Chapter XXXIV.

The Bay of Gisborne—Taking in Passengers by the Yard Arm—The Green Ballarat Fly—False Teeth—From Napier to Hastings by the Ballarat Fly Train—Kauri Trees—A Case of Mental Telegraphy

Let us not be too particular. It is better to have old second-hand diamonds than none at all.
—Pudd’nhead Wilson’s New Calendar.

November 27. To-day we reached Gisborne, and anchored in a big bay; there was a heavy sea on, so we remained on board.

We were a mile from shore; a little steam-tug put out from the land; she was an object of thrilling interest; she would climb to the summit of a billow, reel drunkenly there a moment, dim and gray in the driving storm of spindrift, then make a plunge like a diver and remain out of sight until one had given her up, then up she would dart again, on a steep slant toward the sky, shedding Niagaras of water from her forecastle—and this she kept up, all the way out to us. She brought twenty-five passengers in her stomach—men and women—mainly a traveling dramatic company. In sight on deck were the crew, in sou’westers, yellow waterproof canvas suits, and boots to the thigh. The deck was never quiet for a moment, and seldom nearer level than a ladder, and noble were the seas which leapt aboard and went flooding aft. We rove a long line to the yard-arm, hung a most primitive basketchair to it and swung it out into the spacious air of heaven, and there it swayed, pendulum-fashion, waiting for its chance—then down it shot, skillfully aimed, and was grabbed by the two men on the forecastle.

A young fellow belonging to our crew was in the chair, to be a protection to the lady-comers. At once a couple of ladies appeared from below, took seats in his lap, we hoisted them into the sky, waited a moment till the roll of the ship brought them in overhead, then we lowered suddenly away, and seized the chair as it struck the deck. We took the twenty-five aboard, and delivered twenty-five into the tug—among them several aged ladies, and one blind one—and all without accident. It was a fine piece of work.

Ours is a nice ship, roomy, comfortable, well-ordered, and satisfactory. Now and then we step on a rat in a hotel, but we have had no rats on shipboard lately; unless, perhaps in the Flora; we had more serious things to think of there, and did not notice. I have noticed that it is only in ships and hotels which still employ the odious Chinese gong, that you find rats. The reason would seem to be, that as a rat cannot tell the time of day by a clock, he won’t stay where he cannot find out when dinner is ready.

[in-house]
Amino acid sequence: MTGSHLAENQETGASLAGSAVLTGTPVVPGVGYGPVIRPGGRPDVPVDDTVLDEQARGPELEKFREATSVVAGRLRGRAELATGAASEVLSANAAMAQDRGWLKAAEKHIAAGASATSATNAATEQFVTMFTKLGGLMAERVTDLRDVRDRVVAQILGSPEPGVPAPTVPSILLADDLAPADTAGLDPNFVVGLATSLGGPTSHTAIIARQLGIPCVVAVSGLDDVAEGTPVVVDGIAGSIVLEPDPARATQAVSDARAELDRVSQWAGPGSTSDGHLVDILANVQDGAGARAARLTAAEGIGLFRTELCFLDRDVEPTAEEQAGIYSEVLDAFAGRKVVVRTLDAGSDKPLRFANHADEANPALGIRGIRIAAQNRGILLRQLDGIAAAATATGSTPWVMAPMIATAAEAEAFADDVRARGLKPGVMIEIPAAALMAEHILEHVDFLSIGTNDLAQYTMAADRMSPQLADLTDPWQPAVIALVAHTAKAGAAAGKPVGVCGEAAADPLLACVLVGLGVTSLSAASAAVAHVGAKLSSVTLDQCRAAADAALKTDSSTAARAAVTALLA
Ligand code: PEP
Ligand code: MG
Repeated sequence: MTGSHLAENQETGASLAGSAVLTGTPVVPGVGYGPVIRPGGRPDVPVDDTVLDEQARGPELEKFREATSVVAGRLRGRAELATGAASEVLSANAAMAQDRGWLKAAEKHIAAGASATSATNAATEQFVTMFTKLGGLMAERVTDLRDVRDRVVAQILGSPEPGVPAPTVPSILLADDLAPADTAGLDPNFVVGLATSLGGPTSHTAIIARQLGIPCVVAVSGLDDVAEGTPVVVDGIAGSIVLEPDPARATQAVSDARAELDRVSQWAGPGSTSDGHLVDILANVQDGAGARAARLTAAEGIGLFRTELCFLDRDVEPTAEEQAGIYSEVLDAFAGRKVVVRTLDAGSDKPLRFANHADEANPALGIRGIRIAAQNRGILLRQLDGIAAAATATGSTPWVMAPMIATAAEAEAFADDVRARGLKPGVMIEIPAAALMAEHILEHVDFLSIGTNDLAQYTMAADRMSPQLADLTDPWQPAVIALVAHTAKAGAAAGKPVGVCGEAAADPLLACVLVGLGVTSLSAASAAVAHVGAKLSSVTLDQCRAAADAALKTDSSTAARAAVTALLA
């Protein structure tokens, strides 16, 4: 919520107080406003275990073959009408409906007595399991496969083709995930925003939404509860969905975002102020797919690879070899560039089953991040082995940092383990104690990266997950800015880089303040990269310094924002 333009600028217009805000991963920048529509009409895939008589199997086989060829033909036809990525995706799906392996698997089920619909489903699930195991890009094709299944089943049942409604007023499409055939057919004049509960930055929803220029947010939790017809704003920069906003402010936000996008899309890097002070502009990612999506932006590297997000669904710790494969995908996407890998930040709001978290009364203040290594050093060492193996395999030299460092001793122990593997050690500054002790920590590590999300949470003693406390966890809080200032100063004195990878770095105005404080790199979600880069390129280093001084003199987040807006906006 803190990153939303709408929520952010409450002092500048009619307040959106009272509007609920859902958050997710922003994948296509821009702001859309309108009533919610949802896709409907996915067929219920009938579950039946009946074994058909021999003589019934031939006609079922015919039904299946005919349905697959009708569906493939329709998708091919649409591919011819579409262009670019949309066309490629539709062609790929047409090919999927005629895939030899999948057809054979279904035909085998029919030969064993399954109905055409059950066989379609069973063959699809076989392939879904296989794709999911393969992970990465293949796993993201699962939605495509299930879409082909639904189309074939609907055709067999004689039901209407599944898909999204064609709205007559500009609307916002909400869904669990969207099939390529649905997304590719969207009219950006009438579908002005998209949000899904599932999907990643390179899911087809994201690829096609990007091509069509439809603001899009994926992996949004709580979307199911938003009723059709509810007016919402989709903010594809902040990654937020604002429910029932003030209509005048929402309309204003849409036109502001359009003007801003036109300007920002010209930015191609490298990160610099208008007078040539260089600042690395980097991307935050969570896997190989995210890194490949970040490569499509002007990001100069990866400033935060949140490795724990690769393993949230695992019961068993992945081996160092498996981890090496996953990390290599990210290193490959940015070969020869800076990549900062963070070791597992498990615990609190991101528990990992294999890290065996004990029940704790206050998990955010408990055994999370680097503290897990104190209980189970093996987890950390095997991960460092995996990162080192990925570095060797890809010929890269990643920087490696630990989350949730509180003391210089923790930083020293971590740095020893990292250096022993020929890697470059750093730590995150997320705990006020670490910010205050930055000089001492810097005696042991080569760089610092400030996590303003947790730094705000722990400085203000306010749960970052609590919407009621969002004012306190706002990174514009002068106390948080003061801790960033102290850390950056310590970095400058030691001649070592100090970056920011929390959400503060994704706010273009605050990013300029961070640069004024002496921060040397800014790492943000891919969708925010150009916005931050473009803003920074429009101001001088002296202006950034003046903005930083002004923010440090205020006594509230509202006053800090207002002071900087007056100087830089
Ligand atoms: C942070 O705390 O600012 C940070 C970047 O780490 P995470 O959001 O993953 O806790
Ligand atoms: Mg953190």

November 29. The doctor tells me of several old drunkards, one spiritless loafer, and several far-gone moral wrecks who have been reclaimed by the Salvation Army and have remained staunch people and hard workers these two years. Wherever one goes, these testimonials to the Army’s efficiency are forthcoming . . . . This morning we had one of those whizzing green Ballarat flies in the room, with his stunning buzz-saw noise—the swiftest creature in the world except the lightning-flash. It is a stupendous force that is stored up in that little body. If we had it in a ship in the same proportion, we could spin from Liverpool to New York in the space of an hour—the time it takes to eat luncheon. The New Zealand express train is called the Ballarat Fly . . . . Bad teeth in the colonies. A citizen told me they don’t have teeth filled, but pull them out and put in false ones, and that now and then one sees a young lady with a full set. She is fortunate. I wish I had been born with false teeth and a false liver and false carbuncles. I should get along better.

December 2. Monday. Left Napier in the Ballarat Fly the one that goes twice a week. From Napier to Hastings, twelve miles; time, fifty-five minutes—not so far short of thirteen miles an hour . . . . A perfect summer day; cool breeze, brilliant sky, rich vegetation. Two or three times during the afternoon we saw wonderfully dense and beautiful forests, tumultuously piled skyward on the broken highlands—not the customary roof-like slant of a hillside, where the trees are all the same height. The noblest of these trees were of the Kauri breed, we were told—the timber that is now furnishing the wood-paving for Europe, and is the best of all wood for that purpose. Sometimes these towering upheavals of forestry were festooned and garlanded with vine-cables, and sometimes the masses of undergrowth were cocooned in another sort of vine of a delicate cobwebby texture—they call it the “supplejack,” I think. Tree ferns everywhere—a stem fifteen feet high, with a graceful chalice of fern-fronds sprouting from its top—a lovely forest ornament. And there was a ten-foot reed with a flowing suit of what looked like yellow hair hanging from its upper end. I do not know its name, but if there is such a thing as a scalp-plant, this is it. A romantic gorge, with a brook flowing in its bottom, approaching Palmerston North.

Waitukurau. Twenty minutes for luncheon. With me sat my wife and daughter, and my manager, Mr. Carlyle Smythe. I sat at the head of the table, and could see the right-hand wall; the others had their backs to it. On that wall, at a good distance away, were a couple of framed pictures. I could not see them clearly, but from the groupings of the figures I fancied that they represented the killing of Napoleon III’s son by the Zulus in South Africa. I broke into the conversation, which was about poetry and cabbage and art, and said to my wife—

“Do you remember when the news came to Paris——”

“Of the killing of the Prince?”

(Those were the very words I had in my mind.) “Yes, but what Prince?”